GRIFFITH,J. S., "The Theory of Transition Metal Ions," Cam. U1eni19rr?.,"Vd. 6 , F. .\. (.'OTMN,Editor, Interarience, Sen.
bridge Univ. Press, Cambridge, England, 1961. An elegant l ork, 1964. 'l'1.e best nrrd most tirrwly expodion of theory
book, but uery sophisticated. Primarily for those with s and fact for the inorganic and physical chemist.
strong background in phyaics and mathematics and a desire NephelauzeticEffects. JYIRGENBON, C. K., "Progress in Inorganic
to go very deeply into the theory. Chemistry," Vol. 4, F. A. COTTON,Editor, Interscience, New
York, 1962, p. 73. A mine of useful data. analyzed in depth.
Articles or Monographs on Speciol Topics Covers everything from the general idea to the controversial
fine points.
Group Theoretical Basis of LFT. COTTON,F. A,, "Chemical Optical Rotatory Dispersion. WOLDBYE, F., Ree. Chem. Pmgr.,
Applications of Group Theory," Interscience, New York, 24, 197 (1963). An excellent introduction to theory and facts.

Volume 41. Number 9, Sedember 1964 / 475

perhaps, a t its worst. It is a gift horse which, when to present, consciously, a facile untruth, however much
looked straight in the mouth, is found to have false it may help in "putting the subject across." I hope
teeth. There is no physical validity to it even though that readers who agree with this premise will find this
it is mathematically convenient and L'works" UP to a discussion useful in avoiding some of the untruths
point. about ligand field theory.
Thus, the conceptually simple picture which has
traditionally been employed in introducing the idea of Literature Cited
d orbital splitting can no longer be used unless one is
(1) BECQUEREL, J., Z. Phy~ik.,58,205 (1929).
willing to perpetrate a deliberate and conscious de- 12) BETHE.H.. Ann. Phvsik 151. 3. 135 11929)
ception. Naturally, it has long been recognized that BAL~AUS;N,C. J.; K&." ~ a n s k b ~ l d m s k a b . Selskab,
the crystal field theory could not be taken literally; Mat. Fys. Medd., 29, No. 4 (1954).
that is, that a purely electrostatic treatment of com- The qualitative argument given here is based on the calcu-
lations of KLEINER,W. H., J. C h m . Phys., 20, 1784
plexes and crystals which took no account a t all of (1952) and FREEMAN, A. J., A N D WATSON, R. E., P h y ~ .
covalent character in the metal-ligand bonds was not Rev., 120, 1254 (1960).
entirely correct. But it was generally assumed that J~GENSEN C., K., PAPPALARDO, R., AND SCHMIDTKE,
the electrostatic approach was partially or qualitatively, H.-H.. J. Chem. Phvs.. 39.1422 11963).
perhaps, in some cases, even semiquantitatively valid,
and thus perfectly legitimate for use a t least as a first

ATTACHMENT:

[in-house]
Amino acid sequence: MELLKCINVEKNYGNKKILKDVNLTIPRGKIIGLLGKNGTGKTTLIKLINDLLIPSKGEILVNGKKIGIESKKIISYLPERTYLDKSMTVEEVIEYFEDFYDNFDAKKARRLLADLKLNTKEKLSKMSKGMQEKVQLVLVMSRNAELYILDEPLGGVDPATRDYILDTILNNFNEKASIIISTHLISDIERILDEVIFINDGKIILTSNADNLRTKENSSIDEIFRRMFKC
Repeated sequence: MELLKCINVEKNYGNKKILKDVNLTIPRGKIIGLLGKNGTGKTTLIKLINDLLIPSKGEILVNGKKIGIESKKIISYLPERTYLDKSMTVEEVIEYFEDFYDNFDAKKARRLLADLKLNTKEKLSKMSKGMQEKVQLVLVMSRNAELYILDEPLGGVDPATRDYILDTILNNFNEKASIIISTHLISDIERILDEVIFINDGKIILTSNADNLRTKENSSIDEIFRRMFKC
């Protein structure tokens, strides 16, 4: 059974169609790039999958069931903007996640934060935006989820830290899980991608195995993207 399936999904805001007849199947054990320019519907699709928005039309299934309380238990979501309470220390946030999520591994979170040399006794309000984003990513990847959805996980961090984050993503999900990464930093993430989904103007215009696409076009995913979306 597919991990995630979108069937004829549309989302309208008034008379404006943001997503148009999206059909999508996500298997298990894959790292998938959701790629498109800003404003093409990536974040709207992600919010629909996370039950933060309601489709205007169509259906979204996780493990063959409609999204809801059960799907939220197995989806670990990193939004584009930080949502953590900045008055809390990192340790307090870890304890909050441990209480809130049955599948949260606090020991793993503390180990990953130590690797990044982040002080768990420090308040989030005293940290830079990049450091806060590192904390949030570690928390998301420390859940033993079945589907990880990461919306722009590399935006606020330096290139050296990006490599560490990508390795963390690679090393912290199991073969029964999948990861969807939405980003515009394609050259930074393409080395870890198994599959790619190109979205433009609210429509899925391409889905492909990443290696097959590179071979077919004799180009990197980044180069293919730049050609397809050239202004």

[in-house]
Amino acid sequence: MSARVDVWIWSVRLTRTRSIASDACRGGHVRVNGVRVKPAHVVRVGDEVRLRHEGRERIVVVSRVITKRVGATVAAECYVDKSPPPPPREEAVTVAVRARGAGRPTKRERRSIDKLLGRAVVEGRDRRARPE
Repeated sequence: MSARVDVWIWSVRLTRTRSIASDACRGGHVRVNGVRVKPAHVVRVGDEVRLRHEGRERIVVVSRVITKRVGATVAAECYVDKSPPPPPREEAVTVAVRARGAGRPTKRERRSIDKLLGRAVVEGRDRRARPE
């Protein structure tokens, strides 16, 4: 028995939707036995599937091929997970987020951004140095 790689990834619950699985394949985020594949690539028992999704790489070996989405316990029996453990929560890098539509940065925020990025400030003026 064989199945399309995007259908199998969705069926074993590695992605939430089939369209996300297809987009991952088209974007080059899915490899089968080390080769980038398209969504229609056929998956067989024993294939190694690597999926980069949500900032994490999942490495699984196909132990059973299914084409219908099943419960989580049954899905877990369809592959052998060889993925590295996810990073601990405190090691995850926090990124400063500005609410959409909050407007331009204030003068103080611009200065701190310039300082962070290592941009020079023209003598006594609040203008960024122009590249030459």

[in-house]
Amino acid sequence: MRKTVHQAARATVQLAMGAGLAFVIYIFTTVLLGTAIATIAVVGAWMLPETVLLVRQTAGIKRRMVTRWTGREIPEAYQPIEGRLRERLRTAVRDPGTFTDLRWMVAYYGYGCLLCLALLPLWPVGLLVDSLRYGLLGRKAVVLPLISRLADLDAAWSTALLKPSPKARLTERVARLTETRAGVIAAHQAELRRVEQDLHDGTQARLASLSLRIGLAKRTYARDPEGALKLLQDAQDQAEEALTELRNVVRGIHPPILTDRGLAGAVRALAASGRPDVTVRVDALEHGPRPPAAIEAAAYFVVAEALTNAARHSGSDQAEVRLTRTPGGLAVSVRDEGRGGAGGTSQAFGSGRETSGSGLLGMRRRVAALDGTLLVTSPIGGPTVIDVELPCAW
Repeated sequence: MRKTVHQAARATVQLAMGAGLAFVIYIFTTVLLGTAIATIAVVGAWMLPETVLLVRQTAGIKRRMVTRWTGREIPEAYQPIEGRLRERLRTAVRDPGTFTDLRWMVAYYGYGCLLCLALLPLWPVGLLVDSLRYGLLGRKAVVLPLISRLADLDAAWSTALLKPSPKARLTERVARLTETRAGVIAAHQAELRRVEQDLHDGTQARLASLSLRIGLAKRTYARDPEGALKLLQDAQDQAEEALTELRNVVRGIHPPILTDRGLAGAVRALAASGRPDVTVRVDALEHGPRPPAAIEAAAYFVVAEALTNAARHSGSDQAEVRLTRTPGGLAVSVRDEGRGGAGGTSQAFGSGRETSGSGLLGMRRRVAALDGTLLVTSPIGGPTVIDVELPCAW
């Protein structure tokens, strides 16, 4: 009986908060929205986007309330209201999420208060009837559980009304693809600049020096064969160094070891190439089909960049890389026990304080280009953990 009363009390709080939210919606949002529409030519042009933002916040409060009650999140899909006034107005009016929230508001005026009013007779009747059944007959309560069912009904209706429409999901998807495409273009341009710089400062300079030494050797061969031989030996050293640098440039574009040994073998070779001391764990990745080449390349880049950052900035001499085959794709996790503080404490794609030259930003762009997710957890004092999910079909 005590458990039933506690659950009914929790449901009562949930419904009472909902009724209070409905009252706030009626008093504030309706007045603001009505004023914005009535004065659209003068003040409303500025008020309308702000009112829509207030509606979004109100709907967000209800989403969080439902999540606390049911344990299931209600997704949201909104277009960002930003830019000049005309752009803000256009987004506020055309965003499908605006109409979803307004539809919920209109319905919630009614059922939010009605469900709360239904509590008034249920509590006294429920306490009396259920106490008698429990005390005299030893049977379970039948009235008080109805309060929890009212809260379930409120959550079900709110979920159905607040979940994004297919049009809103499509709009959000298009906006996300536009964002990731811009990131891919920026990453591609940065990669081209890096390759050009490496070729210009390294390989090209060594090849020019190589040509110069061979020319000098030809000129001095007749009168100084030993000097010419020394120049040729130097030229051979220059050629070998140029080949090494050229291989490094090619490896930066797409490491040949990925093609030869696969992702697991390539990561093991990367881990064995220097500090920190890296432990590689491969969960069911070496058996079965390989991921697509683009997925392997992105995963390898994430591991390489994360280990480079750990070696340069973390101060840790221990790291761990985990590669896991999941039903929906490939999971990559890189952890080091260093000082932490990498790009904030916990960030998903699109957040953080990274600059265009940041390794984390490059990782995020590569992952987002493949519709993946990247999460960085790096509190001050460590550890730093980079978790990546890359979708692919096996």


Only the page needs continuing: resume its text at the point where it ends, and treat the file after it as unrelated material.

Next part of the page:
~ N D R. G:, phis. Rev., 130, 517
\ - - ~ - , ~

approximation, or as a half truth which further study (8) HUSH,N. S., AND PRYW,N. H. L., J. Chem. Phys., 28,
would not contradict, but merely qualify and enlarge 244 (1958).
upon. I believe that most teachers a t some time find it (9) BLAKE,A. B., AND COTTON,F. A., Inorg. Chem., 3, 5
necessary to use the general approach of beginning a
(10) MCCLURE,D. S., P h y ~Chem. Solida, 3, 311 (1957); Du-
topic with a facile half truth and that this is fair prac- NITZ, J. D., AND ORGEL,L. E.,Phys. Chem. Solids, 3,
tice. I do not believe, however, that it is ever justified 318 (1957).

Qualitative Organic (?) Chemistry

In a certain chemistry building there are five labs, all in a. row, each painted a different color
and each containing a special item of apparatus. A different chemist works in each lab and keeps
the main stock of one solvent and one reagent. The following information is sufficientto tell who
has the acetone and where the gas chromatograph is located. (Struggle a bit. We'll tell you
next month.)
Fisher works in the red lab.
Grignard has the infrared spectrophotometer.
Ethyl ether is in the green lab.
Kekule has the benzene.
The green lab is immediately to the right (your left) of the ivory lab.
The chemist with the phenylhydrazine has the magnetic stirrer.
The iron (111) chloride solution is in the yellow lab.
The alcohol is in the middle lab.
Friedel works in the first lab on the left.
The chemist who has the phenyl isocyanate works in the lab with the sublimation furnace.
Iron(II1) chloride solution is kept in the lab next to the lab with the sublimntion furnace.
Tollens reagent is in the same lab as the chloroform.
Lucss keeps the supply of Lueas reagent.
Friedel works next to the blue lab.
Loursr~ STATE

476 / Journal o f Chemicol Education